The Student and The Master
To the reader, please do not make any more of this than a student’s inquisition for knowledge and understanding.
I have been a student of martial arts for over 47 years. In 1988, I was honored with “master” status by the Government in Southern China. Although Hung-Gar was my major influence, I’ve also studied other systems such as Choy-Li-Fut, Northern Mantis, Tai-Chi and many more which have affected my outlook and understanding of Uechi-Ryu.
I’ve also realize I’ve been a student of martial arts many more years then some of my teachers. My Mantis teacher has been studying for 22 years. I was learning the Drunken Sticks from another master with 17 years of total training.
To some, that may be an issue. I was honored these gentlemen took the time to make sure a foreigner like myself got a chance to study authentic Chinese Kung-Fu the way it was meant to be taught from the land of it’s origins.
As in many cultures, we are taught from the very beginning to honor and respect all who preceded us. This is a given and we have learned it well. We should always thank and appreciate anyone and everyone who has contributed to our leanings and skills.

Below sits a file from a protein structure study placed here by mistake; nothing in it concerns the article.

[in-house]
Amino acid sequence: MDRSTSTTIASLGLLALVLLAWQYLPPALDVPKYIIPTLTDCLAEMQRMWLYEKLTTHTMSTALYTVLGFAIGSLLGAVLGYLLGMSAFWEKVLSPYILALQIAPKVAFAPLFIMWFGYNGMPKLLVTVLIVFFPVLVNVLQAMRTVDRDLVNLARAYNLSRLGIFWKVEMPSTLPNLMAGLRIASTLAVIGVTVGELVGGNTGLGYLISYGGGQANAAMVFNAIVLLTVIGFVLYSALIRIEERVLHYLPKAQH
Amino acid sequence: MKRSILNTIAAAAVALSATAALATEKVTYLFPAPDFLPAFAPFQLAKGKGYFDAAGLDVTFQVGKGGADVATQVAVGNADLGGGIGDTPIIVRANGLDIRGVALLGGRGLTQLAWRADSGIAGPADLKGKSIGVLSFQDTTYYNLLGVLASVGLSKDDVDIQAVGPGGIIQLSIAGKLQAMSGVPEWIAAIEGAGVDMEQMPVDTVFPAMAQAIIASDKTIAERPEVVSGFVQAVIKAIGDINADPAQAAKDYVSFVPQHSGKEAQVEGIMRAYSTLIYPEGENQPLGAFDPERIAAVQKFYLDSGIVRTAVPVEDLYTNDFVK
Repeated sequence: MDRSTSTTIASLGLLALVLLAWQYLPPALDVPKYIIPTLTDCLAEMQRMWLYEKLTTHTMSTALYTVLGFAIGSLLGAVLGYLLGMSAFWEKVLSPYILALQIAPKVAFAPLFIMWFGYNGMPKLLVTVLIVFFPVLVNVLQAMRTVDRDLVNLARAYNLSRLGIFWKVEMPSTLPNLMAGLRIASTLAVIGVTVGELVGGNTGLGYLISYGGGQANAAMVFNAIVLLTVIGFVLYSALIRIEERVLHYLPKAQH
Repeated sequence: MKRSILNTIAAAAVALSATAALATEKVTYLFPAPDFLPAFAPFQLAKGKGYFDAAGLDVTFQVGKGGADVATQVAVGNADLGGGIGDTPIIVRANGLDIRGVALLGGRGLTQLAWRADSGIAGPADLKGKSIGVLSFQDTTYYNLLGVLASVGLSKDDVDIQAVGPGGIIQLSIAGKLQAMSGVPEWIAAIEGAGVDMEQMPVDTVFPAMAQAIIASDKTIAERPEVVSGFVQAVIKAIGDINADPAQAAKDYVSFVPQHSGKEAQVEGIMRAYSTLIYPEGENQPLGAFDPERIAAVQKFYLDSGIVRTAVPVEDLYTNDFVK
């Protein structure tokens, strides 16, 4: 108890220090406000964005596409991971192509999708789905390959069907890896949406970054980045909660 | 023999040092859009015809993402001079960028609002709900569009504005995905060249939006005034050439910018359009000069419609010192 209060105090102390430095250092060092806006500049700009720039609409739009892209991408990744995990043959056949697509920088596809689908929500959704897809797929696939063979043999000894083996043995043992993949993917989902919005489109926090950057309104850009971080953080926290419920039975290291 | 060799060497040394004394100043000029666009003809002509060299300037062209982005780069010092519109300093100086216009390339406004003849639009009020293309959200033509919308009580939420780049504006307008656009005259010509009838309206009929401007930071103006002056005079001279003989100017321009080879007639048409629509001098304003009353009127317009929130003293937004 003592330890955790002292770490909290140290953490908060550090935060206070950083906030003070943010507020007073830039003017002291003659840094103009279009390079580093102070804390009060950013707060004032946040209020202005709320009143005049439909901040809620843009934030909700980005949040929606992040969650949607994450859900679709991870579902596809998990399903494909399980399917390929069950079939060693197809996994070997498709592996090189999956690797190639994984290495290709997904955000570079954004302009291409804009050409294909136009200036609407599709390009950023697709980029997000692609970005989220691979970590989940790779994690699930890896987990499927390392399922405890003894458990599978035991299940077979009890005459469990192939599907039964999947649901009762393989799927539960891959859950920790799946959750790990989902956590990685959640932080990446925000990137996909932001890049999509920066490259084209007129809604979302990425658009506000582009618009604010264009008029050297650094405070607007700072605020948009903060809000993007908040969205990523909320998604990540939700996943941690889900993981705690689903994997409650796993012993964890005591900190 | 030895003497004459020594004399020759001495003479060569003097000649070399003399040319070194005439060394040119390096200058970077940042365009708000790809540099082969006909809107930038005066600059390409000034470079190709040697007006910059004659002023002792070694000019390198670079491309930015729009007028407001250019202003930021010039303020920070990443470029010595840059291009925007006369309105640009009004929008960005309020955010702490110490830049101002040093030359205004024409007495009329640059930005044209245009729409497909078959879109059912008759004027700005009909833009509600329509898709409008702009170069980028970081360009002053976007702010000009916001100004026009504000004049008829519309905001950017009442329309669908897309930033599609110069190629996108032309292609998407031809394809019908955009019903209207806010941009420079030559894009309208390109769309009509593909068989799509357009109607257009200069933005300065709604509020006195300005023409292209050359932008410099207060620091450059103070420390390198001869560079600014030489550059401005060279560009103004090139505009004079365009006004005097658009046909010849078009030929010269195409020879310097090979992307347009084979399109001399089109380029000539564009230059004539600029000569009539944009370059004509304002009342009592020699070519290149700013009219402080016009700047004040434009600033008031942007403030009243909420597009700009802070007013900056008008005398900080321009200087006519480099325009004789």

Does this mean we should not or can not exceed our teachers? Does our respect for one now become our hurdle or road block? Are we limited to never exceed our teachers? Will our curiosity for more knowledge offend the very people who helped pave our roads? Should we stop training when we notice our skills being heighten to a level rivaling that of our masters?
To me, the answer is simple. I need not ponder on the issue of any of my student exceeding me for that is my wish. If any of my students should exceed me in knowledge and understanding then I have done my job well.
Our students are our seeds to the future of our art. From the strong roots which we have provided, they should flourish with larger trunks, longer and stronger branches and greener leaves. They become who they are because of their hard work. We as teachers, only provide the materials and the tools. They will honor us as we honor Master Kani and Kunbun Uechi.
If our intentions are that no one is allowed to sit with the master and this is the teachings to our students, then this art, with each generation, will certainly be doomed to be diminished and will fade from existence. My hopes are that my students learn all I have to offer and with proper training, add and compile to our collective teachings.
I have been to many dojos where students are told “this is how” a technique is used instead of “this” being only one of the options. We are all individuals. We all have our assets and short comings. To train and teach my students to be exactly like me is something I would never do. All my students are taught who I am and what I do. My encouragement is for them to be who they are and practice what they do.